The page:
The twin forces that drive F1

F1 Racing - - CONTENTS - Damien Smith Euro­pean edi­tor-in-chief

Power and grip: the dual prop­er­ties upon which Formula 1 is built – in more ways than one. The threads of their in­flu­ence can be traced through ev­ery is­sue of F1 Rac­ing, and cer­tainly at ev­ery grand prix. In Mel­bourne, their vis­ceral qual­i­ties were pal­pa­ble both out on the cir­cuit and, in a very dif­fer­ent sense, in the pad­dock.

On Friday morn­ing, as a new era of F1 dawned, it was im­me­di­ately and abun­dantly clear that the crit­i­cal bal­ance be­tween power and grip is just where it should be for this fresh gen­er­a­tion of grand prix car. The fat­ter Pirellis and wider-track chas­sis cul­mi­nated in ma­chines that looked not only potent and in pro­por­tion for the first time in years, but, most im­por­tantly, prop­erly quick. Watch­ing from the rapid left-right Turn 11/12 flick, I couldn’t help but smile: ‘real’ F1 has re­turned.

The Pirellis only just gripped, mind, as Car­los Sainz flung his Toro Rosso into the apex, sparks fly­ing as he grabbed it by the scruff. We in­ter­view Sainz on page 46, in the im­pres­sive set­ting of the San­ti­ago Bern­abéu Sta­dium – tem­ple of his beloved Real Madrid. Car­los knows he has to make this year count if his F1 ca­reer is to take off, and his com­mit­ment was right there in that mo­ment at T11.

Back in the pad­dock, Ross Brawn and mar­ket­ing man Sean Bratches had a firm grip on another type of power. As you’ll read on page 16, Brawn, vet­eran of no fewer than 20 F1 driv­ers’ and con­struc­tors’ ti­tles spread over three decades and four teams, has spo­ken elo­quently about a more sus­tain­able and po­ten­tially brighter F1 fu­ture in his new role as the sport­ing head of grand prix rac­ing. Bratches? Dou­glas Adams’ Ba­bel Fish would have been handy to in­ter­pret his mar­ket­ing flan­nel – but we’re sure it’ll make sense to the TV and me­dia ex­ec­u­tives to whom it is re­ally ad­dressed.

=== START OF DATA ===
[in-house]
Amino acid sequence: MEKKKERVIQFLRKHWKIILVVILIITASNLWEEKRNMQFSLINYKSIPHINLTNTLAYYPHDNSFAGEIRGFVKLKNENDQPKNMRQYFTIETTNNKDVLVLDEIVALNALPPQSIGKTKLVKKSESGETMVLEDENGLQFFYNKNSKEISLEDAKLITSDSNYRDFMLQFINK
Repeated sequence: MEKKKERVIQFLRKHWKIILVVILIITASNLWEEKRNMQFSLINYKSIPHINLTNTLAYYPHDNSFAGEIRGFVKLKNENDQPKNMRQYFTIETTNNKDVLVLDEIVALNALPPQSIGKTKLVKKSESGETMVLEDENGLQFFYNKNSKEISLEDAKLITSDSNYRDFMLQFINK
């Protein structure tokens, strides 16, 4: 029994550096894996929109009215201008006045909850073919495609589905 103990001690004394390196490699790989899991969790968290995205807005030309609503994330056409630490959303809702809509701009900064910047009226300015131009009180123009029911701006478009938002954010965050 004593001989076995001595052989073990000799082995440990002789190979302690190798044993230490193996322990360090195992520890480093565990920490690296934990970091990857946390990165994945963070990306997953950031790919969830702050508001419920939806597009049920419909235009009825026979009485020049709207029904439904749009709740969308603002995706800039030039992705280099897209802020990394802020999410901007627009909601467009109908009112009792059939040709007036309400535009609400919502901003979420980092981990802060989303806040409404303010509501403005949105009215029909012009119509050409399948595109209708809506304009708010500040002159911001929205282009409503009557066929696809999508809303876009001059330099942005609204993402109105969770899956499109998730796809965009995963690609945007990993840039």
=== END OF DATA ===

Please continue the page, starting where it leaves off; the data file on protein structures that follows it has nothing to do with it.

The fol­low­ing day, FIA pres­i­dent Jean Todt dropped in for a timely re­minder of who wields the ul­ti­mate power. He and Brawn are old al­lies, of course, as master and em­ployee at Fer­rari in the Schu­macher golden years. It’s dif­fer­ent now though. How they rub along over the com­ing months will keep us hooked. Will they agree how to power-share for the good of F1? There has to be more hope now that Brawn has re­placed that other chap. You know, the one with the round specs and white Bea­tles cut. What’s his name again?

You won’t find it grac­ing our ‘Power List’ (p26) of the top 25 movers and shak­ers in F1 to­day. Some might feel our de­ci­sion to omit Bernie Ec­cle­stone from our run­ning or­der lacks re­spect af­ter his years grip­ping F1 by the throat. That’s not the in­ten­tion. In­stead, our list re­flects how quickly the grand prix world can change – and how power can slip in a blink, even for a top­per­most of the pop­per­most such as Bernie. There’s a new num­ber one now.

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